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Page Brownton and The Mojo Navigators

Reformed but Unrepentant!

By Michele Murphy

Approaching the rustic and whimsical dwelling of local treasure Page Brownton and his lovely wife Gael, one is greeted by a magical, mythical homestead handcrafted by Brownton himself using found treasures and antiquities collected over many years. A musician, philosopher, and carpenter, Brownton has cultivated a slice of heaven in the Santa Cruz Mountains that is befitting his colorful character. He carries the patina of the years on his face, lines softened by the thoughtful kindness of someone who’s been around, seen it all, and still has a zest for creativity as he embarks on his sixth decade as a proud folk musician.

As a college student in the 1960s, Page followed the course of the Anti-War and Civil Rights movements. Most significantly, he gravitated towards the folk music movement, and subsequently, its transformation into the folk rock/psychedelic music revolution. While attending UC Berkeley, he formed a folk trio called The Outlanders and seized every opportunity to perform publicly. After transferring to San Jose State, he helped form the San Jose State Folk Music Club, which existed until 1965, at which time it succumbed to the rise of psychedelic rock and roll. He planned to use his degree to teach English, but when Jorma Kaukonen and Paul Kantner, who were teaching at Benner’s Music Store, moved to San Francisco to form the Jefferson Airplane in August of 1966, he took advantage of the vacancy, and for the next 15 years or so supported himself by giving guitar lessons instead.

“Traditional American music, often referred to today as ‘roots music,’ exerted a fascination upon my generation,” Brownton said, “a blending of the rhythmic forms and idioms of black country blues and gospel music with the archaic mountain balladry which comprises the cultural heritage of the people of the British Isles and their descendants in the rural subcultures of the American South. As a generation, we collectively tapped into that source of primordial music; it inspired everyone.” Brownton describes having a fascination and reverence for the songs of “the old weird America.” He said, “We looked around at one another and saw reincarnations of mountain men, cowboys, riverboat gamblers, outlaws, soldiers, farmers, pioneers…thus I myself became old and weird at an early age.”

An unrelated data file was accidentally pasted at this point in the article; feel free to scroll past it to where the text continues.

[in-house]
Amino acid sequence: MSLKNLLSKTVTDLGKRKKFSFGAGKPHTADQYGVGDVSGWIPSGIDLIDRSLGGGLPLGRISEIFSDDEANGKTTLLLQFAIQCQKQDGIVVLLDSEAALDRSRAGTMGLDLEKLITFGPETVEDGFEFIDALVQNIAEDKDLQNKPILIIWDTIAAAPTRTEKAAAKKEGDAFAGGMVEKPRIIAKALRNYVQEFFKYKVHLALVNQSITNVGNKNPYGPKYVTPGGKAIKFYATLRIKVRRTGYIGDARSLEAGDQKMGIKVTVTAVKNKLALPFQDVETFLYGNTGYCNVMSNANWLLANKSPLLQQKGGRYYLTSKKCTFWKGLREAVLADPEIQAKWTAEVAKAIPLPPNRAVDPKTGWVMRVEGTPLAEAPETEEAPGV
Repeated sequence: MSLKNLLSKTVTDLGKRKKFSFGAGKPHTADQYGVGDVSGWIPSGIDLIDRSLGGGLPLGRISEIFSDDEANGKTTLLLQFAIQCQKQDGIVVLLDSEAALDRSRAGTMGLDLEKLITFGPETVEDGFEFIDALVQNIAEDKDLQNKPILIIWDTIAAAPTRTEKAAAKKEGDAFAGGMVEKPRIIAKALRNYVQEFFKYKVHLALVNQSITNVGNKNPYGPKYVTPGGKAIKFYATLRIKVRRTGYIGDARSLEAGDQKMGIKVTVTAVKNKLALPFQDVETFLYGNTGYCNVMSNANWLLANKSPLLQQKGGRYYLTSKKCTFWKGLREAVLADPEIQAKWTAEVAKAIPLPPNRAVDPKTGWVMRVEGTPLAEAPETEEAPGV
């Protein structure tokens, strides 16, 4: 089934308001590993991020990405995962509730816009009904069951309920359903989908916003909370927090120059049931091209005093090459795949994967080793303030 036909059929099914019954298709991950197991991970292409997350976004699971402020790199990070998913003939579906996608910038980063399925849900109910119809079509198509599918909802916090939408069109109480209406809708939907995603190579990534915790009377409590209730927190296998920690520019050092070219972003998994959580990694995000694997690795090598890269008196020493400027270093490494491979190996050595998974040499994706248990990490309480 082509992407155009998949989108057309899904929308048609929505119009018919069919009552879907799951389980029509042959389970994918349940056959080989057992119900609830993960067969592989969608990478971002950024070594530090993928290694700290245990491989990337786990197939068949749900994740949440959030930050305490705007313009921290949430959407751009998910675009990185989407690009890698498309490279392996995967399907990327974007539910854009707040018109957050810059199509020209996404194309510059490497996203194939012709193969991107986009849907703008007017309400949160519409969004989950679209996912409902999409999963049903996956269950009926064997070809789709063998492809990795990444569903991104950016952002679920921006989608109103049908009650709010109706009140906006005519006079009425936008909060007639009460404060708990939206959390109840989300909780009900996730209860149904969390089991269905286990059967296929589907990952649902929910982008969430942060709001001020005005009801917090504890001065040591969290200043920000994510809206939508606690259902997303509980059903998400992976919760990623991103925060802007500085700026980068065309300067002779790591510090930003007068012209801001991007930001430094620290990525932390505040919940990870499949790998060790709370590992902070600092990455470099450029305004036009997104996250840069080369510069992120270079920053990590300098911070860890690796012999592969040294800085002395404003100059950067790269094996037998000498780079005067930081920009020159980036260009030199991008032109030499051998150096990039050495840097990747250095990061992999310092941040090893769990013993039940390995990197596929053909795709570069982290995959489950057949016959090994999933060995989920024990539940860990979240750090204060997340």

Brownton moved to the Santa Cruz Mountains in 1969, and in 1975 he began building his house. Doing carpentry work and raising children largely occupied his time for the next 25 years, but he was able to make time to sing at the Renaissance Faire, the Dickens Fair, and at the local Highland Games. In the 90s he got involved in the Santa Cruz Bluegrass Society and the Good Old Fashioned Bluegrass Festival, which provided him with opportunities to meet musicians and play for grateful fans of that genre.

In 1997 Brownton collaborated with some other San Lorenzo Valley musicians to form The Mojo Navigators. The band has gone through many permutations, as bands do, and the current lineup includes core members Al Astrella (guitar) and Roscoe VanHorne (bass). Brownton’s musical relationship with Astrella has persisted, off and on, for over 20 years, and with VanHorne since 2008. The cohesion that flows between them in live performance is heartwarming. Joined by Beth Ann LaBarba (vocals) and John Burton (drums), The Mojo Navigators have tapped into that wellspring of primordial music that inspired a generation of pickers and singers. Offering a unique blending of visionary psychedelic lyricism with the imagery and spirit of traditional Americana, country blues, gospel, and old-time Celtic roots music, The Mojo Navigators will grace the stage for a special show at Michael’s on Main on Friday, March 11 from 5:00 to 7:00 pm.

Michele Murphy is a singer-songwriter who has lived in the Santa Cruz area since 2005 when she migrated West from Buffalo NY to the beautiful San Lorenzo Valley. An avid music lover, she is entrenched in the local music scene both as a performer and a fan.

Photo by Peter Woodward, Brittwood Creative

Featured photo left to right: Page Brownton, Beth Ann LaBarba, Roscoe VanHorne, John Burton, and Al Astrella

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One Thought to “Page Brownton and The Mojo Navigators”

  1. Barry

    Albert Astrella – great to see you in print!

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